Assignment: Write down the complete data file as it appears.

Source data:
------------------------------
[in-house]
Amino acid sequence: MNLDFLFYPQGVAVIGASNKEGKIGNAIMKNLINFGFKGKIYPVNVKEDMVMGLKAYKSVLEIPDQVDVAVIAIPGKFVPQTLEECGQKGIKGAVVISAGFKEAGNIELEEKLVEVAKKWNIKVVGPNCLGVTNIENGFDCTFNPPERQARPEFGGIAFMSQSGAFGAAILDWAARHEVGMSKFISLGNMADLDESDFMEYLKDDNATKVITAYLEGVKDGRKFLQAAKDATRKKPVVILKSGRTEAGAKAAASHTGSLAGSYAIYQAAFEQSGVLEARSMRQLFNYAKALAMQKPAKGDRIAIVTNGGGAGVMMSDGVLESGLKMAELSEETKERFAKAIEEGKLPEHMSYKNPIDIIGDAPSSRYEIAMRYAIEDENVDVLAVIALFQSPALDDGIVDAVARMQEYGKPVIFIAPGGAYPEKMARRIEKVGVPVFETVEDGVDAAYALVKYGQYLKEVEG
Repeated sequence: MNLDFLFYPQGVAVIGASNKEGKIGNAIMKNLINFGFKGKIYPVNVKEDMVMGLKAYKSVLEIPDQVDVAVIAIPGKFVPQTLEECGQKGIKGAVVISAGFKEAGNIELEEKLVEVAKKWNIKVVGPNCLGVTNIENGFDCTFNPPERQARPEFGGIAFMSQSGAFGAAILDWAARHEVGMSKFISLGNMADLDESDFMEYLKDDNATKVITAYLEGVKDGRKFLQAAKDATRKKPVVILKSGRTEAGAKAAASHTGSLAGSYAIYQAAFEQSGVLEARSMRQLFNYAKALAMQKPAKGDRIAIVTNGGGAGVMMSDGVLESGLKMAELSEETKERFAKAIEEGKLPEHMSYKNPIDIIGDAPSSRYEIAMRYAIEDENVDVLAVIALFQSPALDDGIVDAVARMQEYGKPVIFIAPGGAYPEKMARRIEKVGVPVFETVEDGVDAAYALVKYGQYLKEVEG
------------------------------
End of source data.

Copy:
[in-house]
Amino acid sequence: MNLDFLFYPQGVAVIGASNKEGKIGNAIMKNLINFGFKGKIYPVNVKEDMVMGLKAYKSVLEIPDQVDVAVIAIPGKFVPQTLEECGQKGIKGAVVISAGFKEAGNIELEEKLVEVAKKWNIKVVGPNCLGVTNIENGFDCTFNPPERQARPEFGGIAFMSQSGAFGAAILDWAARHEVGMSKFISLGNMADLDESDFMEYLKDDNATKVITAYLEGVKDGRKFLQAAKDATRKKPVVILKSGRTEAGAKAAASHTGSLAGSYAIYQAAFEQSGVLEARSMRQLFNYAKALAMQKPAKGDRIAIVTNGGGAGVMMSDGVLESGLKMAELSEETKERFAKAIEEGKLPEHMSYKNPIDIIGDAPSSRYEIAMRYAIEDENVDVLAVIALFQSPALDDGIVDAVARMQEYGKPVIFIAPGGAYPEKMARRIEKVGVPVFETVEDGVDAAYALVKYGQYLKEVEG
Repeated sequence: MNLDFLFYPQGVAVIGASNKEGKIGNAIMKNLINFGFKGKIYPVNVKEDMVMGLKAYKSVLEIPDQVDVAVIAIPGKFVPQTLEECGQKGIKGAVVISAGFKEAGNIELEEKLVEVAKKWNIKVVGPNCLGVTNIENGFDCTFNPPERQARPEFGGIAFMSQSGAFGAAILDWAARHEVGMSKFISLGNMADLDESDFMEYLKDDNATKVITAYLEGVKDGRKFLQAAKDATRKKPVVILKSGRTEAGAKAAASHTGSLAGSYAIYQAAFEQSGVLEARSMRQLFNYAKALAMQKPAKGDRIAIVTNGGGAGVMMSDGVLESGLKMAELSEETKERFAKAIEEGKLPEHMSYKNPIDIIGDAPSSRYEIAMRYAIEDENVDVLAVIALFQSPALDDGIVDAVARMQEYGKPVIFIAPGGAYPEKMARRIEKVGVPVFETVEDGVDAAYALVKYGQYLKEVEG